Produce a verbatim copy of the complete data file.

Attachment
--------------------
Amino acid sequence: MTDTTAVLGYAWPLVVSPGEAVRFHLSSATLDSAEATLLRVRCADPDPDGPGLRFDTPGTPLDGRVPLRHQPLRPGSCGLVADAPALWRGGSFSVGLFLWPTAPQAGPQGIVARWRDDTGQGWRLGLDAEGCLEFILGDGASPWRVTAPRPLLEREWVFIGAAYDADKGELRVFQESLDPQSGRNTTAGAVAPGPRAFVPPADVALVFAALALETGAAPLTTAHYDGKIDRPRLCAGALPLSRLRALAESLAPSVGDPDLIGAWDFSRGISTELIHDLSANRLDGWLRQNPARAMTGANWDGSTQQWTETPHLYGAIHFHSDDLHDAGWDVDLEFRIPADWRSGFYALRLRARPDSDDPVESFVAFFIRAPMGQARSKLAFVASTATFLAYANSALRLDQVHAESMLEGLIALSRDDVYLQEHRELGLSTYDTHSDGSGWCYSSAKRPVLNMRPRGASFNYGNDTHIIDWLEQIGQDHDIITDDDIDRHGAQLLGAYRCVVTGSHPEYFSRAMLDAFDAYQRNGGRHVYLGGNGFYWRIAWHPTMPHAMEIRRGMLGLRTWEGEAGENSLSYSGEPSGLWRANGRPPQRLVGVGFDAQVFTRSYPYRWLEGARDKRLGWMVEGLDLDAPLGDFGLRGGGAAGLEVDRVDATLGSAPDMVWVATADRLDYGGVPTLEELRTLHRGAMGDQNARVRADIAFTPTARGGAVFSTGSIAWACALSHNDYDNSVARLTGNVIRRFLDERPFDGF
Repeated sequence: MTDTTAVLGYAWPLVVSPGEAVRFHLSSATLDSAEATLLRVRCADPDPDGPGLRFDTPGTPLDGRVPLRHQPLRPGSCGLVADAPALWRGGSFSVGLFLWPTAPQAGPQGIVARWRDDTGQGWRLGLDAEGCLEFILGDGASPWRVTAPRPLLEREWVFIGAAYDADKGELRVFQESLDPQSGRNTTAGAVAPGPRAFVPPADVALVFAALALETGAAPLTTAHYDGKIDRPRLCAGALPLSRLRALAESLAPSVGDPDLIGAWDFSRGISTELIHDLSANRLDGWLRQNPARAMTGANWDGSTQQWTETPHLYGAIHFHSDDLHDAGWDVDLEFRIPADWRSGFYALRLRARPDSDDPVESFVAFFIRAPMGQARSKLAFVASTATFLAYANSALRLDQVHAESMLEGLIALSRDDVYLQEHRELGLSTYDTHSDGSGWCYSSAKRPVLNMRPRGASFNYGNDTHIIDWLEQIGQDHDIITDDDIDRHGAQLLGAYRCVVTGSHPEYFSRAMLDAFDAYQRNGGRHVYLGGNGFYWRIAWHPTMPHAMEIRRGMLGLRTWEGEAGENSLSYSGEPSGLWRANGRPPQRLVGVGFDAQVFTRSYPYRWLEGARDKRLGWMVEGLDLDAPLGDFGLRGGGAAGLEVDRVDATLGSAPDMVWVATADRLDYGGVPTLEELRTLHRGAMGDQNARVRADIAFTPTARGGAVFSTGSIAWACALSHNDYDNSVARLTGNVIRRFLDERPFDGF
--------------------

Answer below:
Amino acid sequence: MTDTTAVLGYAWPLVVSPGEAVRFHLSSATLDSAEATLLRVRCADPDPDGPGLRFDTPGTPLDGRVPLRHQPLRPGSCGLVADAPALWRGGSFSVGLFLWPTAPQAGPQGIVARWRDDTGQGWRLGLDAEGCLEFILGDGASPWRVTAPRPLLEREWVFIGAAYDADKGELRVFQESLDPQSGRNTTAGAVAPGPRAFVPPADVALVFAALALETGAAPLTTAHYDGKIDRPRLCAGALPLSRLRALAESLAPSVGDPDLIGAWDFSRGISTELIHDLSANRLDGWLRQNPARAMTGANWDGSTQQWTETPHLYGAIHFHSDDLHDAGWDVDLEFRIPADWRSGFYALRLRARPDSDDPVESFVAFFIRAPMGQARSKLAFVASTATFLAYANSALRLDQVHAESMLEGLIALSRDDVYLQEHRELGLSTYDTHSDGSGWCYSSAKRPVLNMRPRGASFNYGNDTHIIDWLEQIGQDHDIITDDDIDRHGAQLLGAYRCVVTGSHPEYFSRAMLDAFDAYQRNGGRHVYLGGNGFYWRIAWHPTMPHAMEIRRGMLGLRTWEGEAGENSLSYSGEPSGLWRANGRPPQRLVGVGFDAQVFTRSYPYRWLEGARDKRLGWMVEGLDLDAPLGDFGLRGGGAAGLEVDRVDATLGSAPDMVWVATADRLDYGGVPTLEELRTLHRGAMGDQNARVRADIAFTPTARGGAVFSTGSIAWACALSHNDYDNSVARLTGNVIRRFLDERPFDGF
Repeated sequence: MTDTTAVLGYAWPLVVSPGEAVRFHLSSATLDSAEATLLRVRCADPDPDGPGLRFDTPGTPLDGRVPLRHQPLRPGSCGLVADAPALWRGGSFSVGLFLWPTAPQAGPQGIVARWRDDTGQGWRLGLDAEGCLEFILGDGASPWRVTAPRPLLEREWVFIGAAYDADKGELRVFQESLDPQSGRNTTAGAVAPGPRAFVPPADVALVFAALALETGAAPLTTAHYDGKIDRPRLCAGALPLSRLRALAESLAPSVGDPDLIGAWDFSRGISTELIHDLSANRLDGWLRQNPARAMTGANWDGSTQQWTETPHLYGAIHFHSDDLHDAGWDVDLEFRIPADWRSGFYALRLRARPDSDDPVESFVAFFIRAPMGQARSKLAFVASTATFLAYANSALRLDQVHAESMLEGLIALSRDDVYLQEHRELGLSTYDTHSDGSGWCYSSAKRPVLNMRPRGASFNYGNDTHIIDWLEQIGQDHDIITDDDIDRHGAQLLGAYRCVVTGSHPEYFSRAMLDAFDAYQRNGGRHVYLGGNGFYWRIAWHPTMPHAMEIRRGMLGLRTWEGEAGENSLSYSGEPSGLWRANGRPPQRLVGVGFDAQVFTRSYPYRWLEGARDKRLGWMVEGLDLDAPLGDFGLRGGGAAGLEVDRVDATLGSAPDMVWVATADRLDYGGVPTLEELRTLHRGAMGDQNARVRADIAFTPTARGGAVFSTGSIAWACALSHNDYDNSVARLTGNVIRRFLDERPFDGF